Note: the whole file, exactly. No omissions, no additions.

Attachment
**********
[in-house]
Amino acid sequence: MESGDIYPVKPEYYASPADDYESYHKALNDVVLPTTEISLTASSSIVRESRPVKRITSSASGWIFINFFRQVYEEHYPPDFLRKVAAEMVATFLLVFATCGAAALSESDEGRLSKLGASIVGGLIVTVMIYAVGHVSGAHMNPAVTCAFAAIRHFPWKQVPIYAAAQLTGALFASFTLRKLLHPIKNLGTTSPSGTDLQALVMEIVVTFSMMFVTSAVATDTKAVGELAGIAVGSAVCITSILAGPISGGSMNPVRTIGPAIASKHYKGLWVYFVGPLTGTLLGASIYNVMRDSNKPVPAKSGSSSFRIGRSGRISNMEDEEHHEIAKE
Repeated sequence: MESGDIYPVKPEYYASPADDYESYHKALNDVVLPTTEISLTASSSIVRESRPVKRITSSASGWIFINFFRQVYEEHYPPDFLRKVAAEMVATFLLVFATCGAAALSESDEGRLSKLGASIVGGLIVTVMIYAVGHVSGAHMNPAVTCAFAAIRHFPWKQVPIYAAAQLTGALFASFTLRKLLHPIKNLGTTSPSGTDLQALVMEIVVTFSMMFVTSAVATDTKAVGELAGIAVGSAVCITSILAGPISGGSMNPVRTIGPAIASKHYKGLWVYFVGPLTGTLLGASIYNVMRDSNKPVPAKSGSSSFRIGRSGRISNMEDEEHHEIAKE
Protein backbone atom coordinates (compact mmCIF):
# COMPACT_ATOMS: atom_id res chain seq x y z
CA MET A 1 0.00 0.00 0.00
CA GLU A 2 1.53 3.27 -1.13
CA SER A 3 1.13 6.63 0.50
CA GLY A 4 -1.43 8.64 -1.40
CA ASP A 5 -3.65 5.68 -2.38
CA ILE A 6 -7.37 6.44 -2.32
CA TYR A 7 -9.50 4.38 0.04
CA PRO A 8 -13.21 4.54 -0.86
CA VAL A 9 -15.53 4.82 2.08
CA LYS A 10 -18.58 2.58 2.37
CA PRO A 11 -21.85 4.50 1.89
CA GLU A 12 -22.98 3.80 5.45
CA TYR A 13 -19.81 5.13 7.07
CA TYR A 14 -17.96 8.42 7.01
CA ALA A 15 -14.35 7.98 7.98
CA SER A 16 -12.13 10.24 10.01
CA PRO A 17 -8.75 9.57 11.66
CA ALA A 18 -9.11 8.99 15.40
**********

[in-house]
Amino acid sequence: MESGDIYPVKPEYYASPADDYESYHKALNDVVLPTTEISLTASSSIVRESRPVKRITSSASGWIFINFFRQVYEEHYPPDFLRKVAAEMVATFLLVFATCGAAALSESDEGRLSKLGASIVGGLIVTVMIYAVGHVSGAHMNPAVTCAFAAIRHFPWKQVPIYAAAQLTGALFASFTLRKLLHPIKNLGTTSPSGTDLQALVMEIVVTFSMMFVTSAVATDTKAVGELAGIAVGSAVCITSILAGPISGGSMNPVRTIGPAIASKHYKGLWVYFVGPLTGTLLGASIYNVMRDSNKPVPAKSGSSSFRIGRSGRISNMEDEEHHEIAKE
Repeated sequence: MESGDIYPVKPEYYASPADDYESYHKALNDVVLPTTEISLTASSSIVRESRPVKRITSSASGWIFINFFRQVYEEHYPPDFLRKVAAEMVATFLLVFATCGAAALSESDEGRLSKLGASIVGGLIVTVMIYAVGHVSGAHMNPAVTCAFAAIRHFPWKQVPIYAAAQLTGALFASFTLRKLLHPIKNLGTTSPSGTDLQALVMEIVVTFSMMFVTSAVATDTKAVGELAGIAVGSAVCITSILAGPISGGSMNPVRTIGPAIASKHYKGLWVYFVGPLTGTLLGASIYNVMRDSNKPVPAKSGSSSFRIGRSGRISNMEDEEHHEIAKE
Protein backbone atom coordinates (compact mmCIF):
# COMPACT_ATOMS: atom_id res chain seq x y z
CA MET A 1 0.00 0.00 0.00
CA GLU A 2 1.53 3.27 -1.13
CA SER A 3 1.13 6.63 0.50
CA GLY A 4 -1.43 8.64 -1.40
CA ASP A 5 -3.65 5.68 -2.38
CA ILE A 6 -7.37 6.44 -2.32
CA TYR A 7 -9.50 4.38 0.04
CA PRO A 8 -13.21 4.54 -0.86
CA VAL A 9 -15.53 4.82 2.08
CA LYS A 10 -18.58 2.58 2.37
CA PRO A 11 -21.85 4.50 1.89
CA GLU A 12 -22.98 3.80 5.45
CA TYR A 13 -19.81 5.13 7.07
CA TYR A 14 -17.96 8.42 7.01
CA ALA A 15 -14.35 7.98 7.98
CA SER A 16 -12.13 10.24 10.01
CA PRO A 17 -8.75 9.57 11.66
CA ALA A 18 -9.11 8.99 15.40